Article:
Every Star Wars fan, regardless of age or gender, has at one time or other fantasized about what it would be like to actually fly Han Solo’s iconic ship, the Millenium Falcon.
Fair enough. Some galaxy far far away seems like a bit of a hike from here, so what’s a groundstuck Terran to do? The Airhogs toys are pretty cool, but they still only have the profile of the Falcon, requiring massive holes in the hull to accomodate the rotors. This only looks like the Falcon if you’re a ways off, and you squint, and it still doesn’t fly the way the ship does in the movies.
Josh Bixler and the boys at FliteTest.com decided to take matters into their own hands. They decided to build their own flying Corellian YT-1300f light freighter, and then detailed it to look as much like the one in the movies as they could make it. This is the result: a quadrotor drone with canted lift rotors and a puller prop to provide the forward thrust needed to make it fly just like the “real thing”.
Bixler went to Disney World to Galaxy’s Edge to see the full scale Millenium Falcon, and came away with a ton of reference photos and a heartful of inspiration. Returning to the Flite Test HQ in Chico, California, he and designer Alex Zvada went about designing the hull and flight mechanics of the actual flying model.
Using Maker Board, they constructed first a prototype, then the fully detailed hull. Initial tests showed that while they could make it hover and move like a drone, they couldn’t get the forward momentum they wanted. Angling the lift rotors forward helped some, but the real flight dynamics started coming together when they added a puller prop to the front of the Falcon.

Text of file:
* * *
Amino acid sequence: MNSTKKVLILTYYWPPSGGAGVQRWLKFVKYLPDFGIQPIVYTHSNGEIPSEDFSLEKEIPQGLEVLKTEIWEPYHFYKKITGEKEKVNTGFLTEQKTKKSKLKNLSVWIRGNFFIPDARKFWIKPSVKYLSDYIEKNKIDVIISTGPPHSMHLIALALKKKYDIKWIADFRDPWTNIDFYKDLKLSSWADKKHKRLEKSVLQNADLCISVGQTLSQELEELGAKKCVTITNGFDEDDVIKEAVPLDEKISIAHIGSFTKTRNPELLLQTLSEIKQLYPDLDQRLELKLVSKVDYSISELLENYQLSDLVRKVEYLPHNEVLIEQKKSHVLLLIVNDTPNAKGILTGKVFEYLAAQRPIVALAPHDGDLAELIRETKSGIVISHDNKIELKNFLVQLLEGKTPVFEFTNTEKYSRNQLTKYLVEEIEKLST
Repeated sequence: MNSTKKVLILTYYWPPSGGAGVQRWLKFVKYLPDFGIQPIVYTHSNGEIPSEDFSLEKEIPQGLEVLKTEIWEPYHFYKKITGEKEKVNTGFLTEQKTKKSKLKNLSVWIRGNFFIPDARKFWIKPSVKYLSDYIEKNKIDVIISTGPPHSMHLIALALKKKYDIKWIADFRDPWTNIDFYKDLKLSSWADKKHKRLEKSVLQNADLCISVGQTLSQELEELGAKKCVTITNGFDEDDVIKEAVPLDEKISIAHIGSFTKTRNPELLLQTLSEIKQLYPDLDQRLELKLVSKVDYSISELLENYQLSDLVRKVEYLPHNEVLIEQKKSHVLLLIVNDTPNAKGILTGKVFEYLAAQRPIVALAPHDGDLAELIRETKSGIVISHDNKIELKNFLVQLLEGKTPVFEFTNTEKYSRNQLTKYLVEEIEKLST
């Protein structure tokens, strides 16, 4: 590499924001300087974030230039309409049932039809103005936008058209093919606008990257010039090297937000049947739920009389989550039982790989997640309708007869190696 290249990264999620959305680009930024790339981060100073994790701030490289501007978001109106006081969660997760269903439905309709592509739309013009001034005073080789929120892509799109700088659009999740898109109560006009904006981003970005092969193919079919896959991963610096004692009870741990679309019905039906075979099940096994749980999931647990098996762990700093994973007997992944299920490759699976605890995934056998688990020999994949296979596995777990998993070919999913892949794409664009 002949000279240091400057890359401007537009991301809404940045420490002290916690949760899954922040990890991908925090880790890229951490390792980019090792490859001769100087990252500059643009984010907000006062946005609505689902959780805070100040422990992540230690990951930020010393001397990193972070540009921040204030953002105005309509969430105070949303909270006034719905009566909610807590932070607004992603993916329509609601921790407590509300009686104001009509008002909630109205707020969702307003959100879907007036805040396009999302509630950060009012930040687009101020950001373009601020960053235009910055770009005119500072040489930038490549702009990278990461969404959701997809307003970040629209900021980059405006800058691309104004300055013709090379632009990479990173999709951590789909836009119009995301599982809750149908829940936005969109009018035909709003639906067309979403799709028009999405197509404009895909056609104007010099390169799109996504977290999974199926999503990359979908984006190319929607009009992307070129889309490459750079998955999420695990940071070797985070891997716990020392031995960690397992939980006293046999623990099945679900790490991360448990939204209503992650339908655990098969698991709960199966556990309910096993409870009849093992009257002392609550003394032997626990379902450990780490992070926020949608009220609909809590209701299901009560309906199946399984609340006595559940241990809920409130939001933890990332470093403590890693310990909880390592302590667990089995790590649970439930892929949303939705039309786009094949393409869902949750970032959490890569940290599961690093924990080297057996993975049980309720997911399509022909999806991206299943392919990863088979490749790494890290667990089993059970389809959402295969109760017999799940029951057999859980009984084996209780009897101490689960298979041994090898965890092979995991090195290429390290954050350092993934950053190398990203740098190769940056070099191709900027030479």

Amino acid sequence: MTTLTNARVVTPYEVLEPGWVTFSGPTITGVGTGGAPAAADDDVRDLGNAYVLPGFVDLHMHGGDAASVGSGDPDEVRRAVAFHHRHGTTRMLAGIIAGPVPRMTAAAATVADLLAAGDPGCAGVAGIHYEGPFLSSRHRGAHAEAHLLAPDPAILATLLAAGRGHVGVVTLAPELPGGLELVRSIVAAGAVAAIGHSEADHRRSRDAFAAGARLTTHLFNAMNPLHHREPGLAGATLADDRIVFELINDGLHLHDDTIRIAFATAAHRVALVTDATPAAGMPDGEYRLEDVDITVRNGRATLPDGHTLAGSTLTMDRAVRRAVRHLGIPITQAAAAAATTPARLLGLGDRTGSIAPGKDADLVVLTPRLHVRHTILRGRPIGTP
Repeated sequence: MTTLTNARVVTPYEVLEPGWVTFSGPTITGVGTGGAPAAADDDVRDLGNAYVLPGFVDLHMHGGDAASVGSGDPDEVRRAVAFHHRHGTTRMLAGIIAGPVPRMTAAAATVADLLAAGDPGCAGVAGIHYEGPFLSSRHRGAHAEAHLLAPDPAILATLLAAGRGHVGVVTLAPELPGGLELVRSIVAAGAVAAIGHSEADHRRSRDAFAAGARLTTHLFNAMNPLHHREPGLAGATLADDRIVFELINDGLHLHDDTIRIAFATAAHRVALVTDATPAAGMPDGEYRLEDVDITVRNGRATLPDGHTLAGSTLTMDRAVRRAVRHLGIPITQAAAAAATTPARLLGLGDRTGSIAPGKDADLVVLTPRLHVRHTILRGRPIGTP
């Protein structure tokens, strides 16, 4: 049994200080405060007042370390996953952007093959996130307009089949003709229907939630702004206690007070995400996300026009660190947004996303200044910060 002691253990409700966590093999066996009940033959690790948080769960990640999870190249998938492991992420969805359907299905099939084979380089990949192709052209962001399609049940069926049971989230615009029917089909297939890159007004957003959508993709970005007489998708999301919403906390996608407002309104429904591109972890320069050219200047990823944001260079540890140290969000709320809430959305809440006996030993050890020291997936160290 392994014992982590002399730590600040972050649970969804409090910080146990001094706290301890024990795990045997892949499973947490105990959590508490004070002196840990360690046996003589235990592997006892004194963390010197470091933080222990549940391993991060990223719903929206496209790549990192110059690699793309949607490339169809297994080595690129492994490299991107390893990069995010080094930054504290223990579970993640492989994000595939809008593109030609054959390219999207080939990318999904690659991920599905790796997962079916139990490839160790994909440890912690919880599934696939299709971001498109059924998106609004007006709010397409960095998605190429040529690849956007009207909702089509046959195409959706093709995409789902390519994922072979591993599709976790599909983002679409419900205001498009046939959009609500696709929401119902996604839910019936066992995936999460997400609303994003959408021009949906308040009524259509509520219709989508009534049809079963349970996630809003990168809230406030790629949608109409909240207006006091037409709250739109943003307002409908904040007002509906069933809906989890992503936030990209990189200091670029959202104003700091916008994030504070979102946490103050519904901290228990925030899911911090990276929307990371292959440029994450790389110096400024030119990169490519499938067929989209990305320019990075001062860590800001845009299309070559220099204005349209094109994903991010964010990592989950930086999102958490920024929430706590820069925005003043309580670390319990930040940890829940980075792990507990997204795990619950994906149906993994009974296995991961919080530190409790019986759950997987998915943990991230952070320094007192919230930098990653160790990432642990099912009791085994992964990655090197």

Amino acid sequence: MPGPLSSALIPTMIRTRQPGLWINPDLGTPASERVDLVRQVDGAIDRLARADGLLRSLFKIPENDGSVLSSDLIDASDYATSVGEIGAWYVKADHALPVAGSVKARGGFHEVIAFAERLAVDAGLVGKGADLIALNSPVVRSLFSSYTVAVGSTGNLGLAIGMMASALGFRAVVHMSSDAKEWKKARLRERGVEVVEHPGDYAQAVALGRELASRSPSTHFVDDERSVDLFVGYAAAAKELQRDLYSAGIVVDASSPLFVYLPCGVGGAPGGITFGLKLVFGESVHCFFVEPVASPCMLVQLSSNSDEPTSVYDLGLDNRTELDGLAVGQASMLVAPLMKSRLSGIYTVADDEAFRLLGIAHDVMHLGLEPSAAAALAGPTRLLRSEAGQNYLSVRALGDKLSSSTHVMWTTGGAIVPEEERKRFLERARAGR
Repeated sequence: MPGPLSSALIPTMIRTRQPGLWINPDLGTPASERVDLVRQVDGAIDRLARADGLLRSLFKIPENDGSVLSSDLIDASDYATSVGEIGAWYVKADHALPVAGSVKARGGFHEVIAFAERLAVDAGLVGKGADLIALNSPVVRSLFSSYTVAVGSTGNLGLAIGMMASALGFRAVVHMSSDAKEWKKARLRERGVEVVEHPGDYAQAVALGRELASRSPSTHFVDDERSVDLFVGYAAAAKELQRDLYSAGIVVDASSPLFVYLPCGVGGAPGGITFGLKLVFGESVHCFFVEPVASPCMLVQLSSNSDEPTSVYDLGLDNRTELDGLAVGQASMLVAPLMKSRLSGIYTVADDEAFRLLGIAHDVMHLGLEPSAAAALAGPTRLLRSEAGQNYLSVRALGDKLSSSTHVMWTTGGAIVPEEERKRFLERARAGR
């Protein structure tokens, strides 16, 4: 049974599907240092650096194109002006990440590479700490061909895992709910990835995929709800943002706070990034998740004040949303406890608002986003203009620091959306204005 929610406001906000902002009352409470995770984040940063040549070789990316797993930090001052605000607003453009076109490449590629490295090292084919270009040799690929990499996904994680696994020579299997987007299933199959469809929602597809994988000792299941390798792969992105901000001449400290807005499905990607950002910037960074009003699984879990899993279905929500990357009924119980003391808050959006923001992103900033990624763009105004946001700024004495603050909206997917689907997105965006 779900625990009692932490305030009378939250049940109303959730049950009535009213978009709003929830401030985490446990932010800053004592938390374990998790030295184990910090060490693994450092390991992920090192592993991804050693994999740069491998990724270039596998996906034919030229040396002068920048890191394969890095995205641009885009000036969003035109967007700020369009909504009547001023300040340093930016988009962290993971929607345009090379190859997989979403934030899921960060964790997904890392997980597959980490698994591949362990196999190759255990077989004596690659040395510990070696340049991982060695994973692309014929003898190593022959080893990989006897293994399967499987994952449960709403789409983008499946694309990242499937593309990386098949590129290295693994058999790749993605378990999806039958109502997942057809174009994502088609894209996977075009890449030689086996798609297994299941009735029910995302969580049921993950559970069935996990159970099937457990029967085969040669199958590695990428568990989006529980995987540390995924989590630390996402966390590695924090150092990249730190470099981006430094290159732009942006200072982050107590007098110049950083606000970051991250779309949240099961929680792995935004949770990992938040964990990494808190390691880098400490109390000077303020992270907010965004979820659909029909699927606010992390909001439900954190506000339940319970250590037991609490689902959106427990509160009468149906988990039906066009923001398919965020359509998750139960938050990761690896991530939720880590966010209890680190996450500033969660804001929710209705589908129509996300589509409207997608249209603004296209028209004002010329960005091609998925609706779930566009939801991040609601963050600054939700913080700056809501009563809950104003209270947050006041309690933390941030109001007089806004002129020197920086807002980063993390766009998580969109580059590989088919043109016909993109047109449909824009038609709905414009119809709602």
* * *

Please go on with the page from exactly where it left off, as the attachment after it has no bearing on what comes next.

Watch the video; Bixler and Zvada even added a cockpit camera (and a pretty good looking cockpit) so they could fly the ship and get a pretty amazing pilot’s eye view as they flew the ship at high speed across fields, along roads, and even along a stream and under a bridge overpass!
We salute the insane imagination of the guys at FliteTest. Whether you’re a veteran RC hobbyist or an interested beginner, FliteTest not only sells all the specialty parts and supplies you need, but they have a STEM program for teaching the subject in schools and outreach programs, and even maintain an air park for enthusiasts, called Edgewater Airpark (currently closed due to the COVID-19 coronavirus pandemic).
Visit their web site at FliteTest.com for more great videos and all the crazy stuff they build from scratch and put in the sky.
Keep ’em flying, guys.
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